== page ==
Problems & Puzzles: Problems

Problem 63. 3x3 Magic squares composed by triangular numbers.

From the following page by Christian Boyer we may learn that it's unknown a solution for a magic 3x3 square composed by distinct (consecutive or not) triangular numbers.

It has been shown that "the question of whether there is a 3x3 magic square of squares is equivalent to the question of whether there is a 3x3 magic square of triangular numbers."

More specifically "Who will construct a 3x3 magic square of distinct triangular numbers, or its equivalent 3x3 magic square of squares? Or who will prove that it is impossible?" wrote Boyer.

On January 2, 2016 I contacted by email to Boyer to be sure that this problem is still unsolved. Here is his answer:

"Yes, this problem of 3x3 magic square of distinct triangular numbers is still unsolved. Go to www.multimagie.com/English/SmallestTriangular.htm, and look at the part “An unsolved problem: the smallest magic square of distinct triangular numbers”. The smallest known are still 4x4."

Later he added:

"We do not know any 3x3 magic square of squares (meaning with two magic  diagonals), however we know 3x3 semi-magic squares of squares with one magic diagonal.

We do not know any 3x3 magic square of triangular numbers, but worst, we DO NOT know 3x3 semi-magic squares of triangular numbers with one magic diagonal: if no bug in my app, I can say that, if there is a solution, at least one of the three triangular numbers in the only magic diagonal is larger than 20 000 000…

We only know 3x3 semi-magic squares of triangular numbers without any magic diagonal.

 

The question was recently asked by Arkadiusz Wesolowski in http://mersenneforum.org/showthread.php?t=20776

About the answer given by wblipp, yes, we can easily derive semi-magic squares of triangular numbers from semi-magic squares of nine odd squares.

We know 3x3 semi-magic squares using both even and odd squares (for example Lucas family at www.multimagie.com/English/Supplement.htm), but none with nine odd squares and one magic diagonal."

Q1. Do your best with this unsolved problem (magic square composed by triangular numbers)*.

Q2. Can you try a solution using a mix of distinct square and triangular numbers?

_____
* Perhaps you will find helpful our previous Puzzles 79 & 288.


Contributions came from Chrisytian Boyer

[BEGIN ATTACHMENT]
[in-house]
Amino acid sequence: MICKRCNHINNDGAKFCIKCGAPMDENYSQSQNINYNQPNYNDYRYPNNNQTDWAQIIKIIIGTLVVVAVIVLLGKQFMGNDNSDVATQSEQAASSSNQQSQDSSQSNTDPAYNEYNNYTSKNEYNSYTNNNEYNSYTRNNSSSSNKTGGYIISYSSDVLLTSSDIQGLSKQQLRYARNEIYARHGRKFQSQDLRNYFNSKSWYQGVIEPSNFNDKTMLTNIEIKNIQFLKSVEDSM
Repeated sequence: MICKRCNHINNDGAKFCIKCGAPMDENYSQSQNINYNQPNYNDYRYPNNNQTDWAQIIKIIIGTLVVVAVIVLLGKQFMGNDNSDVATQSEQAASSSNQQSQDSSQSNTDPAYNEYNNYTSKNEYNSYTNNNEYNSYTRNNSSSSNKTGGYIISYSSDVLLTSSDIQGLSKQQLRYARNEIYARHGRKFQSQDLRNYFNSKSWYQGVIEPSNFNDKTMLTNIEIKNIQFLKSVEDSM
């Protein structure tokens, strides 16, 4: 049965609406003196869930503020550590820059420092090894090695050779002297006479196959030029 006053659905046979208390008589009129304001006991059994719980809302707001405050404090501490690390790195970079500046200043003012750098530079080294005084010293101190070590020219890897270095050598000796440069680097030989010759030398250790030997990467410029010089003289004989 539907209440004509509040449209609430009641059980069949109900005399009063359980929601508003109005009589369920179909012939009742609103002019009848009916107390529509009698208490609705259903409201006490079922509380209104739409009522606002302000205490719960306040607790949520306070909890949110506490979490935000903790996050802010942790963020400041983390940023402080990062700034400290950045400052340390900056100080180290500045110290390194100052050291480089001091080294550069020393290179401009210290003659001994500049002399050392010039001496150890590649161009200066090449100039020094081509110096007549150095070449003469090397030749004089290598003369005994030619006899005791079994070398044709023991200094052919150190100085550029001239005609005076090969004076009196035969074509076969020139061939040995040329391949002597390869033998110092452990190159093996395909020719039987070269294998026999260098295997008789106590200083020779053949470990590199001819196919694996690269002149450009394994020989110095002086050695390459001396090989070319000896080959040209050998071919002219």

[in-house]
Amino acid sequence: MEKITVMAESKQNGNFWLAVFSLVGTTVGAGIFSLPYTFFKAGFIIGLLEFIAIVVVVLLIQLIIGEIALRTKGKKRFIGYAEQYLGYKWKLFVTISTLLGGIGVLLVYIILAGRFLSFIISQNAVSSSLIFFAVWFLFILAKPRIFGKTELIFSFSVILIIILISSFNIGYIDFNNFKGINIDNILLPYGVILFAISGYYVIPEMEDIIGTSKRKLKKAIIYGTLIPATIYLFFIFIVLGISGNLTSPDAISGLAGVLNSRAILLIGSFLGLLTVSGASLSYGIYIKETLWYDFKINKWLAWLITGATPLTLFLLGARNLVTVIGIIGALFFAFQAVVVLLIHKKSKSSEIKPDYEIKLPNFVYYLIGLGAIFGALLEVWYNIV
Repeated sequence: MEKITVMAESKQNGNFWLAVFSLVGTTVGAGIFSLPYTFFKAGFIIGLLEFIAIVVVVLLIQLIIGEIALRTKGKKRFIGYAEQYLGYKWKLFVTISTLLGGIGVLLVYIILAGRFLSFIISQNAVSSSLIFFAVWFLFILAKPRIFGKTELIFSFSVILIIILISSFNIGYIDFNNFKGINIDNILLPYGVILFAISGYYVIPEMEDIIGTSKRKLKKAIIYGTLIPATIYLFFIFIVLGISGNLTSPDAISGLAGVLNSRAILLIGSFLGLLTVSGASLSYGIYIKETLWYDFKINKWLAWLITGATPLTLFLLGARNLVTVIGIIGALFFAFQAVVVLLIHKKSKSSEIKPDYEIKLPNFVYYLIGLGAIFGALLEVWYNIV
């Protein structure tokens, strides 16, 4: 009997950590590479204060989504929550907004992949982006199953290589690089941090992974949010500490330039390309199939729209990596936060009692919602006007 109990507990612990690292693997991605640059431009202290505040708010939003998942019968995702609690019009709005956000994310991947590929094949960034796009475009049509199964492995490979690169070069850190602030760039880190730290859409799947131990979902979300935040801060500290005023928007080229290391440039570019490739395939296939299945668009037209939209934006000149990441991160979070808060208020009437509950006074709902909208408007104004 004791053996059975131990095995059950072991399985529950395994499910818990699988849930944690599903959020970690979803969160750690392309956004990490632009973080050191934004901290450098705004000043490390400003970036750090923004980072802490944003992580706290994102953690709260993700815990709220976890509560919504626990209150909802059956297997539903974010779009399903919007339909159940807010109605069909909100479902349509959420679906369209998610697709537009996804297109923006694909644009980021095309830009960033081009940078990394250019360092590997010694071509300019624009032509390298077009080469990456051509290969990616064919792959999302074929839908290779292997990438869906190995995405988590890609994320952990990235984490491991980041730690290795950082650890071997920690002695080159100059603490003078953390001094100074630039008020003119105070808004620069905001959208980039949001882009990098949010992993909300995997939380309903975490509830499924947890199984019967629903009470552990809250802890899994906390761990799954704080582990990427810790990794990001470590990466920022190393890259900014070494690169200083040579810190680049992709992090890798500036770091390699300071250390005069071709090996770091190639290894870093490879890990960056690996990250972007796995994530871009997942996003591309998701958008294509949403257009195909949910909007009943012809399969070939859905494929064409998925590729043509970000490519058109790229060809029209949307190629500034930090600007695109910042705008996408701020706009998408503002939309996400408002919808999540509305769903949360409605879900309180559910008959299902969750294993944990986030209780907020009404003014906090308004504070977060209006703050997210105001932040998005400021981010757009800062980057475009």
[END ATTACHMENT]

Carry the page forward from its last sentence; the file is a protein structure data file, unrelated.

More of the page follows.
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Christian wrote:

On Q1 of problem 63, because we already know this 3x3 magic square of 7 squares:

 

373˛

289˛

565˛

360721

425˛

23˛

205˛

527˛

222121

 

we can easily transform it, each cell x becoming (x-1)/8, in this 3x3 magic square of 7 triangular numbers Tn = n*(n+1)/2:

 

T186

T144

T282

45090

T212

T11

T102

T263

27765

 

On Q2 of problem 63, it seems extremely difficult to construct a 3x3 magic square mixing 9 distinct squares or triangular numbers.

No solution with magic sum < 300 000 000, even allowing squares + triangular + pentagonal numbers.

 

Also very difficult with 8 squares or triangular numbers: no solution with magic sum < 10 000 000.

But with 7 squares or triangular numbers, we can obtain other examples than my previous one sent yesterday with 7 triangular numbers.
Here is a strange couple of magic squares with same magic sum and seven numbers in common:

 

447

219

T29

15˛

T5

T21

T2

21˛

 

T5

21˛

219

429

15˛

T6

T21

T29

 

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Arkadiusz Wesolowski wrote on Dec 2015 here:
http://mersenneforum.org/showthread.php?t=20776

105, 406, 19110;
19306, 300, 15;
210, 18915, 496;
This semimagic square is composed of nine distinct triangular numbers.
The magic sum S is 19621.

One of the diagonals sums to 19620 = S - 1.

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Marc Ridders wrote on April 23 2016:

I studied computing science at the university of Eindhoven in the Netherlands and I'm still very fond of mathematics so I regularly read articles and participate in contests like Project Euler. I watched the video https://www.youtube.com/watch?v=aOT_bG-vWyg on the YouTube channel of Numberphile and this triggered me to examine if I could find a 3x3 magic square with different squares. While doing some research on the internet I found your page http://www.primepuzzles.net/problems/prob_063.htm and I started to think about the paragraph that contains the text “... but worst, we DO NOT know 3x3 semi-magic squares of triangular numbers with one magic diagonal...”.

I rewrote my program that was (and still is) searching for a full magic square of different triangular numbers and discovered some semi-magical squares.

I discovered that Arkadiusz Wesolowski recently had done the same research and he had published his results one month ago on OEIS,https://oeis.org/A271020

I found 5 more entries for A271020 but that's a small consolation, these entries are:
5072237931;24844;46516;85810;91795;40990;6151;33178;79375;52375
5691499272;21794;42633;95343;99851;36809;7598;30621;90611;47274
5963949927;11940;74288;79161;91866;48119;34248;57843;63981;66995
6282875127;40715;42633;95343;99851;50375;7598;30621;90611;58460
6491506641;21794;58460;95343;99851;36809;40715;50375;90611;47274
(The first number is the magic sum and the 9 following numbers are the i-th triangular numbers.)

So the semi-magic square with the largest magical sum I found (6491506641) is:
T(21794)  T(58460)  T(95343)
T(99851)  T(36809)  T(40715)
T(50375)  T(90611)  T(47274)

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